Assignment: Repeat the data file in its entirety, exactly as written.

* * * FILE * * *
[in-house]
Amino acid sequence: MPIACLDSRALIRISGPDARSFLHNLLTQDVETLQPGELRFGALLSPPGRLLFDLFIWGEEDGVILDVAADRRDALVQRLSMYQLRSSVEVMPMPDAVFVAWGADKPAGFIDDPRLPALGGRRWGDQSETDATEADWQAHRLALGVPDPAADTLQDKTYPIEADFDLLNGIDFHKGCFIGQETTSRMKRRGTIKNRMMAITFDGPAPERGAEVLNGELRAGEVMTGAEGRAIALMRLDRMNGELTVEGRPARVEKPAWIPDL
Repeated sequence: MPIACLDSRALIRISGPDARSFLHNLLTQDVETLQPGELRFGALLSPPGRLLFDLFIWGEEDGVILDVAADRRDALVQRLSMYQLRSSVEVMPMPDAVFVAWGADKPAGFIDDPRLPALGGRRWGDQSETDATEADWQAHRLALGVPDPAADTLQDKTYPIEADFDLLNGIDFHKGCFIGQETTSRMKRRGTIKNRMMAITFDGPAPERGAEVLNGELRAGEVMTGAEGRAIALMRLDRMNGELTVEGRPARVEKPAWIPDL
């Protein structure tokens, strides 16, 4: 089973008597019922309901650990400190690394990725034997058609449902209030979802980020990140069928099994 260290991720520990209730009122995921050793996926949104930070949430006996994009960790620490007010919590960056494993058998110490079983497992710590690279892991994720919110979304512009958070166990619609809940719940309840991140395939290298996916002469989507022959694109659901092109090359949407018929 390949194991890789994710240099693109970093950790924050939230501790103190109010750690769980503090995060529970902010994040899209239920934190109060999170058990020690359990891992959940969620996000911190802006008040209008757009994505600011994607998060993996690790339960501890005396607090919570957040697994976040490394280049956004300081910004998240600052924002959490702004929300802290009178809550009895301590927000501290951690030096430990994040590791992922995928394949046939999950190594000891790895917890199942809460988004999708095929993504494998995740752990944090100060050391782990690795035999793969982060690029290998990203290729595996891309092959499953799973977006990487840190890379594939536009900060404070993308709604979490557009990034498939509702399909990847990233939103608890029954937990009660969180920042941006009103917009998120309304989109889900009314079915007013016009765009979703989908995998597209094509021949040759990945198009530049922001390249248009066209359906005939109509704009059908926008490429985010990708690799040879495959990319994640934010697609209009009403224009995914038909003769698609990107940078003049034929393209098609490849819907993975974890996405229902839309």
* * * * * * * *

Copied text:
[in-house]
Amino acid sequence: MPIACLDSRALIRISGPDARSFLHNLLTQDVETLQPGELRFGALLSPPGRLLFDLFIWGEEDGVILDVAADRRDALVQRLSMYQLRSSVEVMPMPDAVFVAWGADKPAGFIDDPRLPALGGRRWGDQSETDATEADWQAHRLALGVPDPAADTLQDKTYPIEADFDLLNGIDFHKGCFIGQETTSRMKRRGTIKNRMMAITFDGPAPERGAEVLNGELRAGEVMTGAEGRAIALMRLDRMNGELTVEGRPARVEKPAWIPDL
Repeated sequence: MPIACLDSRALIRISGPDARSFLHNLLTQDVETLQPGELRFGALLSPPGRLLFDLFIWGEEDGVILDVAADRRDALVQRLSMYQLRSSVEVMPMPDAVFVAWGADKPAGFIDDPRLPALGGRRWGDQSETDATEADWQAHRLALGVPDPAADTLQDKTYPIEADFDLLNGIDFHKGCFIGQETTSRMKRRGTIKNRMMAITFDGPAPERGAEVLNGELRAGEVMTGAEGRAIALMRLDRMNGELTVEGRPARVEKPAWIPDL
């Protein structure tokens, strides 16, 4: 089973008597019922309901650990400190690394990725034997058609449902209030979802980020990140069928099994 260290991720520990209730009122995921050793996926949104930070949430006996994009960790620490007010919590960056494993058998110490079983497992710590690279892991994720919110979304512009958070166990619609809940719940309840991140395939290298996916002469989507022959694109659901092109090359949407018929 390949194991890789994710240099693109970093950790924050939230501790103190109010750690769980503090995060529970902010994040899209239920934190109060999170058990020690359990891992959940969620996000911190802006008040209008757009994505600011994607998060993996690790339960501890005396607090919570957040697994976040490394280049956004300081910004998240600052924002959490702004929300802290009178809550009895301590927000501290951690030096430990994040590791992922995928394949046939999950190594000891790895917890199942809460988004999708095929993504494998995740752990944090100060050391782990690795035999793969982060690029290998990203290729595996891309092959499953799973977006990487840190890379594939536009900060404070993308709604979490557009990034498939509702399909990847990233939103608890029954937990009660969180920042941006009103917009998120309304989109889900009314079915007013016009765009979703989908995998597209094509021949040759990945198009530049922001390249248009066209359906005939109509704009059908926008490429985010990708690799040879495959990319994640934010697609209009009403224009995914038909003769698609990107940078003049034929393209098609490849819907993975974890996405229902839309």